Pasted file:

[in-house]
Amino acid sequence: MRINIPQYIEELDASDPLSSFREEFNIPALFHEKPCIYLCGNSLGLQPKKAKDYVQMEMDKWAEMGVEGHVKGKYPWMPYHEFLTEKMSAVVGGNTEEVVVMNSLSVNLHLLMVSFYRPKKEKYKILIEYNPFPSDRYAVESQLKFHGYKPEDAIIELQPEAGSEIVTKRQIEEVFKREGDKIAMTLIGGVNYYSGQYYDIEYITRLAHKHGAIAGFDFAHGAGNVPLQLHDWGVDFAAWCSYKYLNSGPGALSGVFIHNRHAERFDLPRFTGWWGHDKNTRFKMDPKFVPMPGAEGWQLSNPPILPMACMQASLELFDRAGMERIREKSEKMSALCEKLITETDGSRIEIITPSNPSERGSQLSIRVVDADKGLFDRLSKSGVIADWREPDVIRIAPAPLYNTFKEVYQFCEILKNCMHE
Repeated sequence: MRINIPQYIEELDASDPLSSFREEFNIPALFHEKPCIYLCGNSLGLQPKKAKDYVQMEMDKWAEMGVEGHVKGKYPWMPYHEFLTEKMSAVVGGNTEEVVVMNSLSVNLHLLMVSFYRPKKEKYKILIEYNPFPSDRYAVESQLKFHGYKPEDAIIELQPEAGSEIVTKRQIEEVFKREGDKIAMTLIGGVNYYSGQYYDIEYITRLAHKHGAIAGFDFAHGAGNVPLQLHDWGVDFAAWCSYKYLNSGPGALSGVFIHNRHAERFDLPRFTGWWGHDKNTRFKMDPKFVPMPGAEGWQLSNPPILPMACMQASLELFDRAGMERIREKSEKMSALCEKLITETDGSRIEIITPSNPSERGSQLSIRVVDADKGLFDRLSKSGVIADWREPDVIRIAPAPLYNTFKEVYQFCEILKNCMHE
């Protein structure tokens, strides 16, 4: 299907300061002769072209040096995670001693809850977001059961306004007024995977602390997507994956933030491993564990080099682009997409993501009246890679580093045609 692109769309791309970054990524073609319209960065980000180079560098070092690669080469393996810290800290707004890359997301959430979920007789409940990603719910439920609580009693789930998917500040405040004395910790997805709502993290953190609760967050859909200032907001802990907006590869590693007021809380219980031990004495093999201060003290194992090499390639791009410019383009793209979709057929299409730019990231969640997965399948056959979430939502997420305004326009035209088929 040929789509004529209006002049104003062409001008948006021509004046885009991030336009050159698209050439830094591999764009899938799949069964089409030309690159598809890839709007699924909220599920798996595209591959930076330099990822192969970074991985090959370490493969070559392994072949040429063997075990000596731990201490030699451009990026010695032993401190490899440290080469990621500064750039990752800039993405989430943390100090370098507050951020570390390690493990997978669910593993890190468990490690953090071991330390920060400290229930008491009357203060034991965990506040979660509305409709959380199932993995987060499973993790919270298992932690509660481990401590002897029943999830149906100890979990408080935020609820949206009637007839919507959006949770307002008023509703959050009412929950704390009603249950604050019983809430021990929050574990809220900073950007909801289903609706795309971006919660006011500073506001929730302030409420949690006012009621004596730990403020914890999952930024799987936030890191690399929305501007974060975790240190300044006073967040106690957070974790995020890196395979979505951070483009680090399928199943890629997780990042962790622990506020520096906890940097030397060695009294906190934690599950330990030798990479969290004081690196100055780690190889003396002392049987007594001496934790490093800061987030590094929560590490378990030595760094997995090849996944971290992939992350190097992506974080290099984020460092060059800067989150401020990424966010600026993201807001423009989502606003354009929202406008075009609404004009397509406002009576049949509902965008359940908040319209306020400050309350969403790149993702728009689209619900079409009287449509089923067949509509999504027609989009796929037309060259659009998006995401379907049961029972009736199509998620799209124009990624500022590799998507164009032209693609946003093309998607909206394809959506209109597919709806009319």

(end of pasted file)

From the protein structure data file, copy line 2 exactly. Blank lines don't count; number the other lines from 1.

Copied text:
Amino acid sequence: MRINIPQYIEELDASDPLSSFREEFNIPALFHEKPCIYLCGNSLGLQPKKAKDYVQMEMDKWAEMGVEGHVKGKYPWMPYHEFLTEKMSAVVGGNTEEVVVMNSLSVNLHLLMVSFYRPKKEKYKILIEYNPFPSDRYAVESQLKFHGYKPEDAIIELQPEAGSEIVTKRQIEEVFKREGDKIAMTLIGGVNYYSGQYYDIEYITRLAHKHGAIAGFDFAHGAGNVPLQLHDWGVDFAAWCSYKYLNSGPGALSGVFIHNRHAERFDLPRFTGWWGHDKNTRFKMDPKFVPMPGAEGWQLSNPPILPMACMQASLELFDRAGMERIREKSEKMSALCEKLITETDGSRIEIITPSNPSERGSQLSIRVVDADKGLFDRLSKSGVIADWREPDVIRIAPAPLYNTFKEVYQFCEILKNCMHE